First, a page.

A sprawling study of rivers in the Eastern U.S. has revealed an unexpected and widespread effect of acid rain: Alkalinity is on the way up in a majority of streams, which actually increases their ability to neutralize acid.
The rivers where researchers found alkalinity on the rise include several that feed public drinking water supplies of Eastern cities. Higher alkalinity has the potential to increase the hardness of water, affecting its taste and speeding corrosion of pipes and infrastructure. It can also have ecological effects.
The study, published in the online edition of the journal Environmental Science and Technology, analyzed trends in alkalinity at 97 stream sites over 25 to 60 years, depending on the site. The sites collectively represent 260,000 square kilometers of drainages spanning from New Hampshire to Florida.
Of the 97 sites, 62 showed increasing trends. None of the sites showed decreases.
“That was surprising that so many sites showed that,” said Sujay Kaushal, an associate professor of geology at the University of Maryland and lead author of the study. “We weren’t expecting that.”
The growing alkalinity is likely a lagging effect of acid rain, which accelerated the weathering of rocks in watersheds, breaking them down into antacid materials that accumulate in large rivers. Dissolving rocks can increase calcium in the water, which contributes to water hardness. In addition to the effects on drinking water supplies and infrastructure, high alkalinity can lead to ammonia toxicity.
The trend was especially pronounced where carbonate rock like limestone were prevalent in the watershed. Other landscape and environmental factors that were associated with growing alkalinity included elevation and the pH of precipitation in the watershed. The higher the elevation and the more acidic the rain in watershed, the more likely it was for its streams to show increased alkalinity.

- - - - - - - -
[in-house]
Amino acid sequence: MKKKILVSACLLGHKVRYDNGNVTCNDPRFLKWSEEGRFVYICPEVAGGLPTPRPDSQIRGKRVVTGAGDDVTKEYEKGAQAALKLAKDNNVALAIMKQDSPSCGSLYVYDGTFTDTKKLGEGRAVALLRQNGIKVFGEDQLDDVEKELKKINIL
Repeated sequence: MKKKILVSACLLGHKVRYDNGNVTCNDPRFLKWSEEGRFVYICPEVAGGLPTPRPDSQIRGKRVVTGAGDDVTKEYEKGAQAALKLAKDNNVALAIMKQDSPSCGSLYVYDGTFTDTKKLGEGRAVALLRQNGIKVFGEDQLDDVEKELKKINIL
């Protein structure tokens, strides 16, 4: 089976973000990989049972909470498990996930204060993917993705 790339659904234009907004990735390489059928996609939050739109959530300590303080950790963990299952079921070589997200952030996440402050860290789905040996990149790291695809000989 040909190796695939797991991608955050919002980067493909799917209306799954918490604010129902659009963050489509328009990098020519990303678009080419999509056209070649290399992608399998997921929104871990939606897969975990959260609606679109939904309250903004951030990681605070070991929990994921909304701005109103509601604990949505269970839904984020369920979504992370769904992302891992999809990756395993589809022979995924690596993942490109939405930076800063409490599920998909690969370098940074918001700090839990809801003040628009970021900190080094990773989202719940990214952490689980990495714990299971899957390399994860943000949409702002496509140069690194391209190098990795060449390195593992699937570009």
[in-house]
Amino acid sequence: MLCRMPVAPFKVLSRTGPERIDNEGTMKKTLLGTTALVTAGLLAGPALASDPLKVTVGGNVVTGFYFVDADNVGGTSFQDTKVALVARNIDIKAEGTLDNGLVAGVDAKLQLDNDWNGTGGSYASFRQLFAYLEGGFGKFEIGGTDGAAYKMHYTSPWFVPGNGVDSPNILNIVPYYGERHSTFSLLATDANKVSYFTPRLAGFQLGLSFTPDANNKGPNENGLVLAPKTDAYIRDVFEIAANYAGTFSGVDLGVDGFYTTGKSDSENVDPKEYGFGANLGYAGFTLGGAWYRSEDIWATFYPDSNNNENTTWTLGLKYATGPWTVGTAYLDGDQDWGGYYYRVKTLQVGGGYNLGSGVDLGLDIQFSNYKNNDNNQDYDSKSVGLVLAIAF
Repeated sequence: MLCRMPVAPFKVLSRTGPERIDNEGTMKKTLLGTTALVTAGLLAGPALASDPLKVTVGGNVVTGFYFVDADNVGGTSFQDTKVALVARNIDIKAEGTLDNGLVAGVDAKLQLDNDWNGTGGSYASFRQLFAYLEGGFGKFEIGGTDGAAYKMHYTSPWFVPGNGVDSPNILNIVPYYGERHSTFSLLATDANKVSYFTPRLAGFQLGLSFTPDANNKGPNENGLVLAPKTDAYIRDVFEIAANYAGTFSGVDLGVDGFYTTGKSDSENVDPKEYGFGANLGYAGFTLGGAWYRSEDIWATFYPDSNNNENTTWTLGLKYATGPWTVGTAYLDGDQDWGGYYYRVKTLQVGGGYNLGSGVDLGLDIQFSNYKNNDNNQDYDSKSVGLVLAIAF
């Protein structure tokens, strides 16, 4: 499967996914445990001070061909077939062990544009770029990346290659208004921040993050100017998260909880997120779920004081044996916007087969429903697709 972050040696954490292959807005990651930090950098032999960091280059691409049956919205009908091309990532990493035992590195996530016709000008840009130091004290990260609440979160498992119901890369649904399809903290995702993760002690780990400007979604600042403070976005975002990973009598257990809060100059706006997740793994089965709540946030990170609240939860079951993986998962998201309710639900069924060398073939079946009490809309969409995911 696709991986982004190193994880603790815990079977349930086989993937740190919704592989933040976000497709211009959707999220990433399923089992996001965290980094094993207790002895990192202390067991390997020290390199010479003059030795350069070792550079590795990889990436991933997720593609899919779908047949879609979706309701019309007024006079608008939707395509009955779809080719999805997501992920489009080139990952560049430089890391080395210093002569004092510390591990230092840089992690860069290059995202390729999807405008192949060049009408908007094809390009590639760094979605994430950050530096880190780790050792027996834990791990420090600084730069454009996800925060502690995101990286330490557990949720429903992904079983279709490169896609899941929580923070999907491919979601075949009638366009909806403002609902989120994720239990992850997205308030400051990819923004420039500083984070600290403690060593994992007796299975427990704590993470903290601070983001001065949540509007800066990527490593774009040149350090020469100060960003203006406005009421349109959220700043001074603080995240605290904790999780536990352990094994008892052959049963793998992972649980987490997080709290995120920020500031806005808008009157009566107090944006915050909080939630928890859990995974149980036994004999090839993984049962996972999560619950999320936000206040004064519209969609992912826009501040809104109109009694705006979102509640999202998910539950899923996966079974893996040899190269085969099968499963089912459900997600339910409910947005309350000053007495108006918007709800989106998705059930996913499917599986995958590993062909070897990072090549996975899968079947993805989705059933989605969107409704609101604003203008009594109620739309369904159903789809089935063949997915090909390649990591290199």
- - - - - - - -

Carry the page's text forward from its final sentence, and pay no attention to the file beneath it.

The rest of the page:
The data also showed alkalinity on the rise in some urban areas that weren’t necessarily high elevation sites or within watersheds dominated by carbonate rock. One possible reason for that, Kaushal said, could be the prevalent concrete in cities.
“In the Eastern U.S. and the Midwestern U.S., we have these cities that are aging,” he said. “Sometimes the concrete structures degrade over time. Concrete can have a lot of limestone in it. When it dissolves, it can cause the water to become more alkaline as well.”
The study relied on data from the U.S. Geological Survey, the U.S. Environmental Protection Agency’s Chesapeake Bay Program, and the Hubbard Brook Experimental Forest–a long-term ecological research station in New Hampshire.
Past research from Hubbard Brook produced the first evidence of acid rain in North America. One of the scientists involved in that effort, Gene Likens is a co-author on the alkalinity paper. Kaushal said that even Likens was initially caught off-guard by the counterintuitive finding that acid rain could lead to a rise in alkalinity in rivers.
“He discovered acid rain, and he also was amazed and surprised by it,” Kaushal said. “We scratched our heads too, at the very beginning. But that’s why I think we’re onto something, actually. There is something new here.”
The majority of the alkalinity in these rivers is in the form of bicarbonate, an inorganic form of carbon. Kaushal drew a parallel between increasing bicarbonate in rivers with another form of inorganic carbon on the rise in the environment: carbon dioxide.
“Even though they’re caused by different processes, they’re still fundamental changes to the carbon cycle,” Kaushal said. “One is appearing in water, and the other is in the atmosphere.”
Now that long-term trends of bicarbonate increasing in water have been document, the door is open to researching the larger effects on the environment.
“Just like like CO2 question, what are some of the impacts of this?” he said. “Now we’ve documented that these trends are occurring, what are some of the implications?”
Top image: Site along the Susquehanna River were among those wher researchers found a long-term trend of increasing alkalinity (Credit: Nicholas A. Tonelli, via Flickr